Notícia

Science for Brazil (Reino Unido)

GSK funds “Green Chemistry” research unit in São Paulo

Publicado em 06 novembro 2013

The Brazilian state of São Paulo is to create a Centre of Excellence for research in sustainable chemistry.

The Centre, financed jointly by UK pharmaceutical group GlaxoSmithKline (GSK) and the São Paulo Research Foundation (FAPESP), is expected to usher in a new age of “green chemistry” as the precursor of new generations of medicines.

FAPESP and GSK will equally the funding of £800,000 per year for a period of 10 years. This is the second such unit sponsored by GSK. In 2012, the University of Nottingham in the UK began work on company its own Centre of Excellence in Sustainable Chemistry.

Once completed, the new São Paulo centre of excellence will form scientific links with GSK and the University of Nottingham for facilitating the sharing of knowledge and expertise between Brazilian and UK researchers.

To be located in the state of São Paulo, the new Centre of Excellence will have a multidisciplinary approach, seeking greater efficiency in the use of synthetics and in the development of reagents and solvents using feedstocks such as renewable agricultural waste.

This initiative will bring alternatives to the processes and components used today in the pharmaceutical industry, which will allow GSK to incorporate the use of new sustainable chemicals, so contributing directly to meeting targets for reducing carbon emissions.

The agreement was signed in São Paulo 24th October at the administrative headquarters of São Paulo’s state government in the presence of state governor Governor Geraldo Alckmin. On the FAPESP side senior officials including President Geraldo Alckmin and scientific director Carlos Henrique de Brito Cruz were present. For GSK the agreement was signed by Rogério Ribeiro, GSK’s senior vice president and general manager of EMAP (Emerging Markets and Asia Pacific) and by Cesar Rengifo, vice president and general manager of GSK Brazil.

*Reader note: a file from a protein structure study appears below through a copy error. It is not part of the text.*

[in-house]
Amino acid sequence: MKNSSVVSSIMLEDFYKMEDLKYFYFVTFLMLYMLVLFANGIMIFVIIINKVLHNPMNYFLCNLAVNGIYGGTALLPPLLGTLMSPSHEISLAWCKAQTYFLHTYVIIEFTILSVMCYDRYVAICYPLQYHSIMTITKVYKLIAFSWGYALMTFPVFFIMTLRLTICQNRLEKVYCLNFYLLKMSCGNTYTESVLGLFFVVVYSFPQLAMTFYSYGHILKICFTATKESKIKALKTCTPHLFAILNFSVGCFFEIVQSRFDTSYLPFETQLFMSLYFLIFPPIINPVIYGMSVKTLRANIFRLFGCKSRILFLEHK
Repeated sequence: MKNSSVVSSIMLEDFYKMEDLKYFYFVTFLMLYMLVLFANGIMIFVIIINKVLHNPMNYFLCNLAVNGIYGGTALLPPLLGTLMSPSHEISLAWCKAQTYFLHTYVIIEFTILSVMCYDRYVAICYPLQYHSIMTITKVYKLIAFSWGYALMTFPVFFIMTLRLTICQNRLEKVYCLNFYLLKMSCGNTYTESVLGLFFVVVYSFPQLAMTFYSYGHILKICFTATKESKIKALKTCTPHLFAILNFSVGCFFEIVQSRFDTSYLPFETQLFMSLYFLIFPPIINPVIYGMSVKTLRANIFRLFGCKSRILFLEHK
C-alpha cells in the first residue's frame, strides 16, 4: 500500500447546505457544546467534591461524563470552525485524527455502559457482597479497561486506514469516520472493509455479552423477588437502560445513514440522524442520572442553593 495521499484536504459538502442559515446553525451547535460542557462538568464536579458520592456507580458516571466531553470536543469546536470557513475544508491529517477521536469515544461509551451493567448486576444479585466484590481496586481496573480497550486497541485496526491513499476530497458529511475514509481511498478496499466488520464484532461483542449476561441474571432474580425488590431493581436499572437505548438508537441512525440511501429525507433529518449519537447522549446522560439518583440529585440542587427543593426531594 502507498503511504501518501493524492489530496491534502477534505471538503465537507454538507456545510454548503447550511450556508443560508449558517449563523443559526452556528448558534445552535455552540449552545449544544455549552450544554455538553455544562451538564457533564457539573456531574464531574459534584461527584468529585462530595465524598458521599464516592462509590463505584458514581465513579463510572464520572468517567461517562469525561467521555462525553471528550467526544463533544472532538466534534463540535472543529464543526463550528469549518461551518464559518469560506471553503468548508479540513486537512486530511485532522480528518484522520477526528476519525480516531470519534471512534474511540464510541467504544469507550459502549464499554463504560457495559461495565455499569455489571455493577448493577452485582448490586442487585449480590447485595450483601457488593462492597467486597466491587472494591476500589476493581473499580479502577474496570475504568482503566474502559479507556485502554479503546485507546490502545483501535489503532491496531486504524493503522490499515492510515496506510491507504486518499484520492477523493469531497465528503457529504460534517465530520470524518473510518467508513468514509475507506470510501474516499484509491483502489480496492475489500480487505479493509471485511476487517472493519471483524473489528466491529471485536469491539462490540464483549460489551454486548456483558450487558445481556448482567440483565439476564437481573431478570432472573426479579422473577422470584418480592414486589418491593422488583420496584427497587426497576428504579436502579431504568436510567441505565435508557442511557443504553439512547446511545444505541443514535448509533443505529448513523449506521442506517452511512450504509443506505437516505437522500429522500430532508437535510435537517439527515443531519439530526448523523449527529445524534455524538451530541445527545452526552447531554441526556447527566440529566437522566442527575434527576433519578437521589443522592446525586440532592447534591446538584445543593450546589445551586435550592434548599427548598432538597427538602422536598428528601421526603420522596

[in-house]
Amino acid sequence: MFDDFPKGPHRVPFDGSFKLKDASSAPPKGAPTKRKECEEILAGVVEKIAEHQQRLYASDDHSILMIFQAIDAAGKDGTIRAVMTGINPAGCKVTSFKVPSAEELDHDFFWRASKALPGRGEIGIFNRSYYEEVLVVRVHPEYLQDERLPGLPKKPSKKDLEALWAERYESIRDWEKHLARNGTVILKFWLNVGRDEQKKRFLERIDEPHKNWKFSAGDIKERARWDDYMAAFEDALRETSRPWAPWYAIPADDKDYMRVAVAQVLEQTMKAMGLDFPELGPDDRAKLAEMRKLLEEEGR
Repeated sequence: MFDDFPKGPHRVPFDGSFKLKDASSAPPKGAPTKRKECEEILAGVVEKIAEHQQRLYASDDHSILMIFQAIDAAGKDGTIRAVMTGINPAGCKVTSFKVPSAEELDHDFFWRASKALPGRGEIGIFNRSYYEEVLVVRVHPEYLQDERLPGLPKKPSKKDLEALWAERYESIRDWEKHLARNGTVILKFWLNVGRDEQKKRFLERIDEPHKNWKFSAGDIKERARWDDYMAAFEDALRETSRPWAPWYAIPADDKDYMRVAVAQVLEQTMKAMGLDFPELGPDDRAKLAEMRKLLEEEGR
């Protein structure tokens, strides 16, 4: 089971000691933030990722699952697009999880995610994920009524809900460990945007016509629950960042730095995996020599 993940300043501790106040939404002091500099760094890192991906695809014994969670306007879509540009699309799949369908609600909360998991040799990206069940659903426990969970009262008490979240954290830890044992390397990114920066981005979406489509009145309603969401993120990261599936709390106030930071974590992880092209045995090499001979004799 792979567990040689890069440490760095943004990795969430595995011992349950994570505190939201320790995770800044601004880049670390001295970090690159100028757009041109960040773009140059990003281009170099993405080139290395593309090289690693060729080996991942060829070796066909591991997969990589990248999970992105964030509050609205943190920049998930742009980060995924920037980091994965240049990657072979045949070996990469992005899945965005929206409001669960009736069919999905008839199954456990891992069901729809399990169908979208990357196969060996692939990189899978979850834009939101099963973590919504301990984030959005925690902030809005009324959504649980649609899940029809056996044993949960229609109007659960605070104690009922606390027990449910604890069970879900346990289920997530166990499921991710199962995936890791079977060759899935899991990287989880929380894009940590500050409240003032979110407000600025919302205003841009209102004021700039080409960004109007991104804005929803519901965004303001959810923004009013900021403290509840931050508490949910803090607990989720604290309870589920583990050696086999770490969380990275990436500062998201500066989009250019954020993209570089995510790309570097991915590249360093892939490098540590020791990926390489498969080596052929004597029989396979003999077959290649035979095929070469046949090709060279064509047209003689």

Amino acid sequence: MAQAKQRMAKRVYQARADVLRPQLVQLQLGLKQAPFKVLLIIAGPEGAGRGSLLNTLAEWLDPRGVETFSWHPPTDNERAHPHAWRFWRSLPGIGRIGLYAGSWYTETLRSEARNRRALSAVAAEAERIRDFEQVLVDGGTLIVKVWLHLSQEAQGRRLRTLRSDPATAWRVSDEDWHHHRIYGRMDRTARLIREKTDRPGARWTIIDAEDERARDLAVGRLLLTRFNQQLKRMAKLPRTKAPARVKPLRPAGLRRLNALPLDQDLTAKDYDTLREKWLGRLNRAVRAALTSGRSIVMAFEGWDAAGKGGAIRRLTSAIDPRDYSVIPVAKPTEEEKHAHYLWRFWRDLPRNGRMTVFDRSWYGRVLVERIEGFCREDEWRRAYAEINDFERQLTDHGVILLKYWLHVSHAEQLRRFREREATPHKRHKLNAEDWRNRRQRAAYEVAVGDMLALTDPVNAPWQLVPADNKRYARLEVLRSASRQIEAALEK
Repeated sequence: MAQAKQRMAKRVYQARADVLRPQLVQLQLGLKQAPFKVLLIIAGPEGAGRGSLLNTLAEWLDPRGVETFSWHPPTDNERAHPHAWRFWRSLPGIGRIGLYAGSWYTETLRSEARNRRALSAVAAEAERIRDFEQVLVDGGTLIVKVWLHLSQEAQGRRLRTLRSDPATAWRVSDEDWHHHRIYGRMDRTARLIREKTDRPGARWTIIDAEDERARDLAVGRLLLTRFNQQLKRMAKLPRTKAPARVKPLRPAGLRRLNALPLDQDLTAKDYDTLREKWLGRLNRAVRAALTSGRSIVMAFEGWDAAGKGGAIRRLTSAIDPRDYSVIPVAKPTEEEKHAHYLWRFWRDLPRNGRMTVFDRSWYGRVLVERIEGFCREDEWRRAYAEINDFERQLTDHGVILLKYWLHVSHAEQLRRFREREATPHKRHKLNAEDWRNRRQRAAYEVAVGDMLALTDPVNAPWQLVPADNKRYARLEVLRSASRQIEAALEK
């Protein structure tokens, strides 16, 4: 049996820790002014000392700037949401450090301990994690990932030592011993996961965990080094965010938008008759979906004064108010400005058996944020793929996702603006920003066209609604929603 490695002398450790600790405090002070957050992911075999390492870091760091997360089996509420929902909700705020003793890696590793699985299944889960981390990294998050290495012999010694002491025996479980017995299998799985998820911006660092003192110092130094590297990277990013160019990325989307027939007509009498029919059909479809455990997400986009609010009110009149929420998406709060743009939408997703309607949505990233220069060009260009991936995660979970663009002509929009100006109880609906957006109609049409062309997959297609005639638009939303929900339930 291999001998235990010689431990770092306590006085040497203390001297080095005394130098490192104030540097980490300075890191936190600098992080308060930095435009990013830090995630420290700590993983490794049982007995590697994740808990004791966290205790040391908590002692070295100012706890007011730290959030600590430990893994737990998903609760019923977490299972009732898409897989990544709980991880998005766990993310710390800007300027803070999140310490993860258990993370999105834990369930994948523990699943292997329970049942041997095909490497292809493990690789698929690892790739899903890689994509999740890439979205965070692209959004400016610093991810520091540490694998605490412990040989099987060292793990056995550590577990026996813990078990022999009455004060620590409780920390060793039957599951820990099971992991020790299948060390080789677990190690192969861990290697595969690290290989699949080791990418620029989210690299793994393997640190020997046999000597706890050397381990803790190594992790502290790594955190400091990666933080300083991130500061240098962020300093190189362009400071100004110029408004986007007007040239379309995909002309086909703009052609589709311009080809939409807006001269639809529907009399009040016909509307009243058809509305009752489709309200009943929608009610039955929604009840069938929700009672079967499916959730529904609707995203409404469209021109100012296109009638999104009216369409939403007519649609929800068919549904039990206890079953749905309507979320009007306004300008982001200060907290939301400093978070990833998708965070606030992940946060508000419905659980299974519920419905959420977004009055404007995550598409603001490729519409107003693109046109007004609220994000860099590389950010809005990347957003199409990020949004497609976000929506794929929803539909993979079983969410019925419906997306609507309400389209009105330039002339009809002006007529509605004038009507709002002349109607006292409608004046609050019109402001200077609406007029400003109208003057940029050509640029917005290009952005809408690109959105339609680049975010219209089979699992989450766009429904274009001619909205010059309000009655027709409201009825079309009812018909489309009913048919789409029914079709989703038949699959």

According to the pharmaceutical company’s Rogério Ribeiro: “GSK has a booming business in Brazil. We are delighted to announce our support the new Centre of Excellence for Research in Sustainable Chemistry, an initiative that is part of our continued investment in science. This will contribute decisively to achieving our goal of reducing environmental impact and becoming carbon-neutral by 2050, ” he said.

Mr Ribeiro noted the company has a vibrant and growing business in Brazil and, as part of its continued investment in science in Brazil, it is delighted to announce the support for the new sustainable chemistry centre.

FAPESP’s Celso Lafer said the research center – inspired by the fast-growing CEPID programme of focused research initiated by FAPESP in 2000 – would address interdisciplinary approaches to deal with complex scientific challenges. “This will lead to the advancement of knowledge in sustainable chemistry and applications with a market value in areas of common interest, ” he said.

GSK’s Brazil country manager Cesar Rengifo said it was expected that, once up and running, the new center will help create a new paradigm in how drugs are manufactured, while fostering science in Brazil.”

To further support the work of the new center, the bodies responsible for its funding also issued a call for research proposals (CFP) from academic institutions in São Paulo. The successful proposals will form the first cohort of research sometime after August 2014.

This latest announcement builds on GSK’s existing partnership with FAPESP to build a sustainable, long-term scientific research presence in Brazil. In 2012 the two signed an agreement for development of collaborative research including topics such as respiratory diseases, metabolic, infectious, inflammatory and immunology, as well as tropical and neglected diseases and so-called rare diseases.

Through its ‘Trust in Science’ programme, GSK aims to support outstanding scientific groups in Latin America to validate and explore compelling ideas to treat priority diseases, including those that have a substantial impact on the health of Latin America.